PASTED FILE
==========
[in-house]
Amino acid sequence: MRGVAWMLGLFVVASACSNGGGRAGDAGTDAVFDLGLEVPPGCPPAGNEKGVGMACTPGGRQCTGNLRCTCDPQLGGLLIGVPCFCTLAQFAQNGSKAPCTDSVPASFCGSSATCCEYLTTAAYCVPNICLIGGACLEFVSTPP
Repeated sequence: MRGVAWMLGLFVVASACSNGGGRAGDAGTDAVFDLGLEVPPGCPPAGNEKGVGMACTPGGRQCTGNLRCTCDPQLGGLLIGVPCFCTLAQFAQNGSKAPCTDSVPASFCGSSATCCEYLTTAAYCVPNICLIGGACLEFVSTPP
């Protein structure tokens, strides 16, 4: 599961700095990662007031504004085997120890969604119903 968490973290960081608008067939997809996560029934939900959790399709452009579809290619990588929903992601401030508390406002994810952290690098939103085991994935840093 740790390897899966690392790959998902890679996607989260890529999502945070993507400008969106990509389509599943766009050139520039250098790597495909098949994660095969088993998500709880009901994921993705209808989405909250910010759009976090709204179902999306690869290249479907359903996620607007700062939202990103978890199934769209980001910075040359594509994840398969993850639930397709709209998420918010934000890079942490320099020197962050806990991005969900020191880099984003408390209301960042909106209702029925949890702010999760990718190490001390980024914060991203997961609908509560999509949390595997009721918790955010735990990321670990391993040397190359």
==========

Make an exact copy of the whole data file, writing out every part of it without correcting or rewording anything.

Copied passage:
[in-house]
Amino acid sequence: MRGVAWMLGLFVVASACSNGGGRAGDAGTDAVFDLGLEVPPGCPPAGNEKGVGMACTPGGRQCTGNLRCTCDPQLGGLLIGVPCFCTLAQFAQNGSKAPCTDSVPASFCGSSATCCEYLTTAAYCVPNICLIGGACLEFVSTPP
Repeated sequence: MRGVAWMLGLFVVASACSNGGGRAGDAGTDAVFDLGLEVPPGCPPAGNEKGVGMACTPGGRQCTGNLRCTCDPQLGGLLIGVPCFCTLAQFAQNGSKAPCTDSVPASFCGSSATCCEYLTTAAYCVPNICLIGGACLEFVSTPP
């Protein structure tokens, strides 16, 4: 599961700095990662007031504004085997120890969604119903 968490973290960081608008067939997809996560029934939900959790399709452009579809290619990588929903992601401030508390406002994810952290690098939103085991994935840093 740790390897899966690392790959998902890679996607989260890529999502945070993507400008969106990509389509599943766009050139520039250098790597495909098949994660095969088993998500709880009901994921993705209808989405909250910010759009976090709204179902999306690869290249479907359903996620607007700062939202990103978890199934769209980001910075040359594509994840398969993850639930397709709209998420918010934000890079942490320099020197962050806990991005969900020191880099984003408390209301960042909106209702029925949890702010999760990718190490001390980024914060991203997961609908509560999509949390595997009721918790955010735990990321670990391993040397190359």